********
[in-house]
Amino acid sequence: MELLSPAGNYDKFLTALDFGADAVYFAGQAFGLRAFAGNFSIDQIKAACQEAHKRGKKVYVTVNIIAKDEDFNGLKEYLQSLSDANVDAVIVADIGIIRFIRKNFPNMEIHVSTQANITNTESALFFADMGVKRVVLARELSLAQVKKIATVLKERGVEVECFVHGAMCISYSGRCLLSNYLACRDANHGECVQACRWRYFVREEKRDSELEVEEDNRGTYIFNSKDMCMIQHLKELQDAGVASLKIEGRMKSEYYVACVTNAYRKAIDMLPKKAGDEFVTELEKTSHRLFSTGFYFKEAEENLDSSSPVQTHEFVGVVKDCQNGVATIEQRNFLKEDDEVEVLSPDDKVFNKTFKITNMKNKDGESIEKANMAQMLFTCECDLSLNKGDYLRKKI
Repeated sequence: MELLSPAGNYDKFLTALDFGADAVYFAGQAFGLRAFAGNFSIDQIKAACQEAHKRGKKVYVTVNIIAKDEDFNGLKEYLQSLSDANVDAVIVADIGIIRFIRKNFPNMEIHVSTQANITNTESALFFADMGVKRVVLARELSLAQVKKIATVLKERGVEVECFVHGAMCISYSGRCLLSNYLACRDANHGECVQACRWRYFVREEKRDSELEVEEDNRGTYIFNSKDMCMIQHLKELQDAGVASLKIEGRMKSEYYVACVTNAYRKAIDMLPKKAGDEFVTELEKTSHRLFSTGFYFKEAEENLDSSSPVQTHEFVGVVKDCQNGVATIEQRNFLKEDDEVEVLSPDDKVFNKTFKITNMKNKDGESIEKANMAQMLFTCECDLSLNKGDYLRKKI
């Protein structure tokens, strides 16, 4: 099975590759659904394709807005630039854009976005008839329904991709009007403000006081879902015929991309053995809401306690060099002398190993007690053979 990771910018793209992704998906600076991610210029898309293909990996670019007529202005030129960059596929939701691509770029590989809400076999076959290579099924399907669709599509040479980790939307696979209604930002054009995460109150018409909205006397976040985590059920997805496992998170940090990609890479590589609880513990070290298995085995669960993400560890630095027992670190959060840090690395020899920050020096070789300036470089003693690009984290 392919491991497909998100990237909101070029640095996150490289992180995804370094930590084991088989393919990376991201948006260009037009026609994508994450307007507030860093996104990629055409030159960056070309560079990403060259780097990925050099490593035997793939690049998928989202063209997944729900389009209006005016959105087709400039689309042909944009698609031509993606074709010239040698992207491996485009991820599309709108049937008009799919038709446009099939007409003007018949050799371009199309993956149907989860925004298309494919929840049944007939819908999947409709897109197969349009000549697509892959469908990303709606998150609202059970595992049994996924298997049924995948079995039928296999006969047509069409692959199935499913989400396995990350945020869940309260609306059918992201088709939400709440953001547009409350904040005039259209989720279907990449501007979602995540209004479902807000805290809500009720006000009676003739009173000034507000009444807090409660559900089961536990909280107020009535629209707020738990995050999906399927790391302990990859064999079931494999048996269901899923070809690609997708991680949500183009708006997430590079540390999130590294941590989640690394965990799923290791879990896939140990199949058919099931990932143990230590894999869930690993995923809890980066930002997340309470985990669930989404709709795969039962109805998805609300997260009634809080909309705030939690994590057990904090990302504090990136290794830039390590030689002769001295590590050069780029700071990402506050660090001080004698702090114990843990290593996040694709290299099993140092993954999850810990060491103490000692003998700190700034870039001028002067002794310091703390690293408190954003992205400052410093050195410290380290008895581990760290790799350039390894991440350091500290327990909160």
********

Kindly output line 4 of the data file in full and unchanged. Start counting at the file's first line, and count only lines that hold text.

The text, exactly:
């Protein structure tokens, strides 16, 4: 099975590759659904394709807005630039854009976005008839329904991709009007403000006081879902015929991309053995809401306690060099002398190993007690053979 990771910018793209992704998906600076991610210029898309293909990996670019007529202005030129960059596929939701691509770029590989809400076999076959290579099924399907669709599509040479980790939307696979209604930002054009995460109150018409909205006397976040985590059920997805496992998170940090990609890479590589609880513990070290298995085995669960993400560890630095027992670190959060840090690395020899920050020096070789300036470089003693690009984290 392919491991497909998100990237909101070029640095996150490289992180995804370094930590084991088989393919990376991201948006260009037009026609994508994450307007507030860093996104990629055409030159960056070309560079990403060259780097990925050099490593035997793939690049998928989202063209997944729900389009209006005016959105087709400039689309042909944009698609031509993606074709010239040698992207491996485009991820599309709108049937008009799919038709446009099939007409003007018949050799371009199309993956149907989860925004298309494919929840049944007939819908999947409709897109197969349009000549697509892959469908990303709606998150609202059970595992049994996924298997049924995948079995039928296999006969047509069409692959199935499913989400396995990350945020869940309260609306059918992201088709939400709440953001547009409350904040005039259209989720279907990449501007979602995540209004479902807000805290809500009720006000009676003739009173000034507000009444807090409660559900089961536990909280107020009535629209707020738990995050999906399927790391302990990859064999079931494999048996269901899923070809690609997708991680949500183009708006997430590079540390999130590294941590989640690394965990799923290791879990896939140990199949058919099931990932143990230590894999869930690993995923809890980066930002997340309470985990669930989404709709795969039962109805998805609300997260009634809080909309705030939690994590057990904090990302504090990136290794830039390590030689002769001295590590050069780029700071990402506050660090001080004698702090114990843990290593996040694709290299099993140092993954999850810990060491103490000692003998700190700034870039001028002067002794310091703390690293408190954003992205400052410093050195410290380290008895581990760290790799350039390894991440350091500290327990909160």